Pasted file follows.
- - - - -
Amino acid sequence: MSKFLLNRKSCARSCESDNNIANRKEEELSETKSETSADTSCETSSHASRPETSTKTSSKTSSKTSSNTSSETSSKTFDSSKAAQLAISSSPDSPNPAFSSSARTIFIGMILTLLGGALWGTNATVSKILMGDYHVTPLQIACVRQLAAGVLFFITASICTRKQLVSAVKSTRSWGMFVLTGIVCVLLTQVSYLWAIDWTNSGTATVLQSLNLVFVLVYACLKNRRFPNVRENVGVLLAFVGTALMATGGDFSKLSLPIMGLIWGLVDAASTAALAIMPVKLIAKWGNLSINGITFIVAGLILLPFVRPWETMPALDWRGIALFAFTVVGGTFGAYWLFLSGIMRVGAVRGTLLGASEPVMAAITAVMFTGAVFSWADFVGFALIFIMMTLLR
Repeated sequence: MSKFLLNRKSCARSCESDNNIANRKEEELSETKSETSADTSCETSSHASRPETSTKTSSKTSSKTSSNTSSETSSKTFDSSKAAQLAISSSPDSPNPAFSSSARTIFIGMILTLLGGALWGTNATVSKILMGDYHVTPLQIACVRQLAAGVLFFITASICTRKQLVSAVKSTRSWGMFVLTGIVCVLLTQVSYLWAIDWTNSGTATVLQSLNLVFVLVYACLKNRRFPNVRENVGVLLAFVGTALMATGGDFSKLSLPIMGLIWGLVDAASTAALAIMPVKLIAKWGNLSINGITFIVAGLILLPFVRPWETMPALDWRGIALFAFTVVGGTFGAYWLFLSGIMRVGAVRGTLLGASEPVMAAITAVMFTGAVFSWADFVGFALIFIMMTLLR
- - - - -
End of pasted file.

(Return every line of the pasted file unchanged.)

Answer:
Amino acid sequence: MSKFLLNRKSCARSCESDNNIANRKEEELSETKSETSADTSCETSSHASRPETSTKTSSKTSSKTSSNTSSETSSKTFDSSKAAQLAISSSPDSPNPAFSSSARTIFIGMILTLLGGALWGTNATVSKILMGDYHVTPLQIACVRQLAAGVLFFITASICTRKQLVSAVKSTRSWGMFVLTGIVCVLLTQVSYLWAIDWTNSGTATVLQSLNLVFVLVYACLKNRRFPNVRENVGVLLAFVGTALMATGGDFSKLSLPIMGLIWGLVDAASTAALAIMPVKLIAKWGNLSINGITFIVAGLILLPFVRPWETMPALDWRGIALFAFTVVGGTFGAYWLFLSGIMRVGAVRGTLLGASEPVMAAITAVMFTGAVFSWADFVGFALIFIMMTLLR
Repeated sequence: MSKFLLNRKSCARSCESDNNIANRKEEELSETKSETSADTSCETSSHASRPETSTKTSSKTSSKTSSNTSSETSSKTFDSSKAAQLAISSSPDSPNPAFSSSARTIFIGMILTLLGGALWGTNATVSKILMGDYHVTPLQIACVRQLAAGVLFFITASICTRKQLVSAVKSTRSWGMFVLTGIVCVLLTQVSYLWAIDWTNSGTATVLQSLNLVFVLVYACLKNRRFPNVRENVGVLLAFVGTALMATGGDFSKLSLPIMGLIWGLVDAASTAALAIMPVKLIAKWGNLSINGITFIVAGLILLPFVRPWETMPALDWRGIALFAFTVVGGTFGAYWLFLSGIMRVGAVRGTLLGASEPVMAAITAVMFTGAVFSWADFVGFALIFIMMTLLR